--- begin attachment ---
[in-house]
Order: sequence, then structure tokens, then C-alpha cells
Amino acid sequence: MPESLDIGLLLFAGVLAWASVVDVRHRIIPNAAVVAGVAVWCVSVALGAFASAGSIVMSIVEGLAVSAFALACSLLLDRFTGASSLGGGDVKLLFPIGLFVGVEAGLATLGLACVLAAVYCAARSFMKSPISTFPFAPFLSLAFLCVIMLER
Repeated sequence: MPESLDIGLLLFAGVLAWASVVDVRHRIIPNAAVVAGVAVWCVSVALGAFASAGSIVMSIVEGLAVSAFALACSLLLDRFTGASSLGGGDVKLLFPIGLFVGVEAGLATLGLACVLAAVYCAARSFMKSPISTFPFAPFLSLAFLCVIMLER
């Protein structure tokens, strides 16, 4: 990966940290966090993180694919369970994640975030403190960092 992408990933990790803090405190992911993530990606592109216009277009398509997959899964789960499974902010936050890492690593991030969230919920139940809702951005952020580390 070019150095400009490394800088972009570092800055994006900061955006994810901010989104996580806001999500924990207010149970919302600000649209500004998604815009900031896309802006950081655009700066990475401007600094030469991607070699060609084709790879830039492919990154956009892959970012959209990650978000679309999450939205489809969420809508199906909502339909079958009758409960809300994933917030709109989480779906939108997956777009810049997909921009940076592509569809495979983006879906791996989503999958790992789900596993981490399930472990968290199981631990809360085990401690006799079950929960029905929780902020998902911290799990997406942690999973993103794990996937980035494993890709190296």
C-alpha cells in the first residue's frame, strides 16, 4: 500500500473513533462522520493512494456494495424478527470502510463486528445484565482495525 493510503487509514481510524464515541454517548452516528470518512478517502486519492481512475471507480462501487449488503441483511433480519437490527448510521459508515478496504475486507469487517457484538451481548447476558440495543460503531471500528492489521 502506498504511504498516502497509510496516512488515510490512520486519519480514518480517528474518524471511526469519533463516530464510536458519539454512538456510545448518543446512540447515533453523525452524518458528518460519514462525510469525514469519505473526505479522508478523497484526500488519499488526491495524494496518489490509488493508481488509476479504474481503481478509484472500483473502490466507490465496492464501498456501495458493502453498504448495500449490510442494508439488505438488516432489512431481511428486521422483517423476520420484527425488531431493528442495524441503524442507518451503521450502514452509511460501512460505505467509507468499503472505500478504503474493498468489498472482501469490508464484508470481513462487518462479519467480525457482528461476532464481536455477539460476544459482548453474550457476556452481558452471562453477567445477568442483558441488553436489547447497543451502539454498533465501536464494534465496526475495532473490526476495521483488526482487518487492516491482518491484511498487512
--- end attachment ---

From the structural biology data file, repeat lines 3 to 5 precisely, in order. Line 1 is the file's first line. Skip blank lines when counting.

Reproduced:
Amino acid sequence: MPESLDIGLLLFAGVLAWASVVDVRHRIIPNAAVVAGVAVWCVSVALGAFASAGSIVMSIVEGLAVSAFALACSLLLDRFTGASSLGGGDVKLLFPIGLFVGVEAGLATLGLACVLAAVYCAARSFMKSPISTFPFAPFLSLAFLCVIMLER
Repeated sequence: MPESLDIGLLLFAGVLAWASVVDVRHRIIPNAAVVAGVAVWCVSVALGAFASAGSIVMSIVEGLAVSAFALACSLLLDRFTGASSLGGGDVKLLFPIGLFVGVEAGLATLGLACVLAAVYCAARSFMKSPISTFPFAPFLSLAFLCVIMLER
């Protein structure tokens, strides 16, 4: 990966940290966090993180694919369970994640975030403190960092 992408990933990790803090405190992911993530990606592109216009277009398509997959899964789960499974902010936050890492690593991030969230919920139940809702951005952020580390 070019150095400009490394800088972009570092800055994006900061955006994810901010989104996580806001999500924990207010149970919302600000649209500004998604815009900031896309802006950081655009700066990475401007600094030469991607070699060609084709790879830039492919990154956009892959970012959209990650978000679309999450939205489809969420809508199906909502339909079958009758409960809300994933917030709109989480779906939108997956777009810049997909921009940076592509569809495979983006879906791996989503999958790992789900596993981490399930472990968290199981631990809360085990401690006799079950929960029905929780902020998902911290799990997406942690999973993103794990996937980035494993890709190296």